Labour nails TPPA colours to the mast just in time



Labour’s unequivocal opposition to the TPPA will please the rank-and-file of the party whose desire for autonomy and authenticity was so clearly evident at its conference last year.

Leading the charge at the Conference were the combined forces of Young Labour branches from around the country who made it clear that their agenda, terrifying though it was for some, had groundswell from within the Party.

But first some background. Many of us who’d battled in the List selection or in ‘take-one-for-the-team’ electorates, there had been a lot of frustration with sticking to the “Vote Positive” script we were required to follow. What was Labour’s stand on deep sea oil drilling? Never mind that, let’s sing  Kum Ba Yah for Warm Dry Homes really loudly. All together now….On election day, it was clear that few wanted to hold hands and sing along.

Labour’s policy on deep sea oil drilling, as just one example, requiring complete safety before they’d support it was interpreted by many as lacking authenticity. Behind the scenes it was said that such drilling could never be proven to be safe, so, effectively, the answer was that Labour opposed it. The equivocating vagueness no doubt reflected a desire to tread carefully given the clear competing interests of, say, miners and drillers and those who think we’ve got enough our planet’s blue eyes brown. But there comes a point where treading carefully becomes insincere pussyfooting; a most unattractive look.

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Looking at the electorally battered attendees a year later at the Conference in Palmerston North there were notable absences, but the faithful returned, some minus an eye, some with a limp, some with their tails up and others desperately looking for a reason to go on. Or perhaps just go.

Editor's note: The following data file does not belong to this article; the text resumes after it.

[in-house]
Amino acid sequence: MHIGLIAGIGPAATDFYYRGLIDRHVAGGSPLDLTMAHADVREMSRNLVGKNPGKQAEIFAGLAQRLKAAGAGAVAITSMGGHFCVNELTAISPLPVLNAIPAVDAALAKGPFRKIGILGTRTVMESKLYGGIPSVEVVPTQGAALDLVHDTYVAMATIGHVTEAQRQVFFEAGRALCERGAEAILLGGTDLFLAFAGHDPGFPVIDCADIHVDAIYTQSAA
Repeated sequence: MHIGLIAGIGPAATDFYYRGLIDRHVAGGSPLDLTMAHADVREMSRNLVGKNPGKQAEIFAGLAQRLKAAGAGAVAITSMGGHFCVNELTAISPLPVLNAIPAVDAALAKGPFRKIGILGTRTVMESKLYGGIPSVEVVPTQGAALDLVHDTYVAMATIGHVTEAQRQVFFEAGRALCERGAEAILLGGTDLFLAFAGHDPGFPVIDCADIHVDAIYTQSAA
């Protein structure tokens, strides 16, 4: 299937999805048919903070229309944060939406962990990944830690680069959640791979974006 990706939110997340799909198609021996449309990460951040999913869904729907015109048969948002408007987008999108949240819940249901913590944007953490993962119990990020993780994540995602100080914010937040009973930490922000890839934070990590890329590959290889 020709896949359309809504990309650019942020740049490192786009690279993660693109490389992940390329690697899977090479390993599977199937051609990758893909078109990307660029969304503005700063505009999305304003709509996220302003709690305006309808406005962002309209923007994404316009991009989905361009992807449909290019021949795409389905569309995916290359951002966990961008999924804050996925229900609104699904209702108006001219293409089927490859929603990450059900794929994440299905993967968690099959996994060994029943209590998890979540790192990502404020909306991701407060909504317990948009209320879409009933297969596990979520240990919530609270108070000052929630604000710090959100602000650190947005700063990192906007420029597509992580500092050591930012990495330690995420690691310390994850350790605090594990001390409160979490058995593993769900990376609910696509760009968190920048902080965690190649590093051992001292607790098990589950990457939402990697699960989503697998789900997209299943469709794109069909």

There was less hype with this conference. The new leader mixed easily with his charges in sharp contrast to the sycophantic selfie-seeking swarms that buzzed around the previous papa bear. It seemed the earthy goodness had returned and from it flourished a speech which one observer said represented the very best and worst of the party.

“We built state houses and we banned nuclear ships,” she said from the podium, her clenched fists raised in front of her. Bosoms swelled with pride as they remembered the best and, then, the worst, as they were reminded that the speaker had effectively lost her seat in Parliament during the list selection process.

And yet, despite the hurt that many felt about this, the grace and humour with which the speech was delivered reminded all that this was a tough game and that the show must go on.

One did not have to look far to see signs of vigorous new growth within the party. Earlier in the day sector meeting had been well covered by well-organised younger party members. Despite opposition from the more conservative, by the end of the day, they had remits which had to go to the conference floor.

They’d already been in trouble after getting a controversial remit for transgender health care through at regional level. Now it was going to the floor at the National Conference which would vote on whether it went forward to the policy committee.

Not content with that, they pushed through similar remits to decriminalise cannabis, decriminalise abortion and to partially decriminalise all drugs adopt a Portuguese-style model of drug harm reduction.

Indeed some were very concerned about these bold remits. It would be better to get into power, get a Law Commission report and then blame it when the new law was made. The youngsters were unconvinced. They wanted to nail their authentic colours unmistakably to their mast.

They saw straight answers on straight issues as having more political benefit than the evident obfuscation their seniors think they’re so slick at.

The youngsters needed to pull their silly little heads in and get real said one. Another noted that these issues were important because the young people said so. That was reason enough, given that these folk would, she hoped, be there to look after the aged. What do we want our bums wiped with, she asked, three-ply or sandpaper?

Meanwhile, some were concerned about how the conference or the press would handle the remits if they were voted in or, worse, voted down. A portable defibrillator on standby wasn’t needed,  but some seemed short of breath.